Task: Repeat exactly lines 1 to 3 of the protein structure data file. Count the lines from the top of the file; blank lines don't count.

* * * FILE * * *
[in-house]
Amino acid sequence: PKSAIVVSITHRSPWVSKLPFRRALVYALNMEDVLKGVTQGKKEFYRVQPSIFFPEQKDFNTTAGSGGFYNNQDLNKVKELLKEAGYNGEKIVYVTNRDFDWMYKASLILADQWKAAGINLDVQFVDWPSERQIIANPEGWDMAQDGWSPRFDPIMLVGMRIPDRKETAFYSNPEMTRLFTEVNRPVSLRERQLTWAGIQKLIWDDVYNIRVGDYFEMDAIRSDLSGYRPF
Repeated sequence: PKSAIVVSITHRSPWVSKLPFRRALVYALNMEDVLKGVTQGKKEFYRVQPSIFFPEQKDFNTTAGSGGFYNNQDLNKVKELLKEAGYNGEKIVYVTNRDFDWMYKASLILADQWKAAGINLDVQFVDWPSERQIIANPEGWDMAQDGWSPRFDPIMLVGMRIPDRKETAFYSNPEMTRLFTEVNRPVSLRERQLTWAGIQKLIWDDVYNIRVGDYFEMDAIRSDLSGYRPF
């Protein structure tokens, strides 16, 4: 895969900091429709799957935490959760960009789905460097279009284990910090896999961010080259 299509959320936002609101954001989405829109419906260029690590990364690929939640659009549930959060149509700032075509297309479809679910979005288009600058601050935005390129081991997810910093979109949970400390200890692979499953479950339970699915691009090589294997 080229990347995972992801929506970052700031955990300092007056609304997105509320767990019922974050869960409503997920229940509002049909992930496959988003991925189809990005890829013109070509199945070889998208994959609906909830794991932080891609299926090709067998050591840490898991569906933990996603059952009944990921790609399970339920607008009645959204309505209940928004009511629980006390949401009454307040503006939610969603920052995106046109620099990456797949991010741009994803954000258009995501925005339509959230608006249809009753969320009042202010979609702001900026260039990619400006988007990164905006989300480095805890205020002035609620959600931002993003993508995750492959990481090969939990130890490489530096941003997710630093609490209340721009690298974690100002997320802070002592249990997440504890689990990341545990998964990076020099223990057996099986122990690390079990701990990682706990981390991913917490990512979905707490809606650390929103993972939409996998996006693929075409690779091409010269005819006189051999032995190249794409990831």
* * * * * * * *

[in-house]
Amino acid sequence: PKSAIVVSITHRSPWVSKLPFRRALVYALNMEDVLKGVTQGKKEFYRVQPSIFFPEQKDFNTTAGSGGFYNNQDLNKVKELLKEAGYNGEKIVYVTNRDFDWMYKASLILADQWKAAGINLDVQFVDWPSERQIIANPEGWDMAQDGWSPRFDPIMLVGMRIPDRKETAFYSNPEMTRLFTEVNRPVSLRERQLTWAGIQKLIWDDVYNIRVGDYFEMDAIRSDLSGYRPF
Repeated sequence: PKSAIVVSITHRSPWVSKLPFRRALVYALNMEDVLKGVTQGKKEFYRVQPSIFFPEQKDFNTTAGSGGFYNNQDLNKVKELLKEAGYNGEKIVYVTNRDFDWMYKASLILADQWKAAGINLDVQFVDWPSERQIIANPEGWDMAQDGWSPRFDPIMLVGMRIPDRKETAFYSNPEMTRLFTEVNRPVSLRERQLTWAGIQKLIWDDVYNIRVGDYFEMDAIRSDLSGYRPF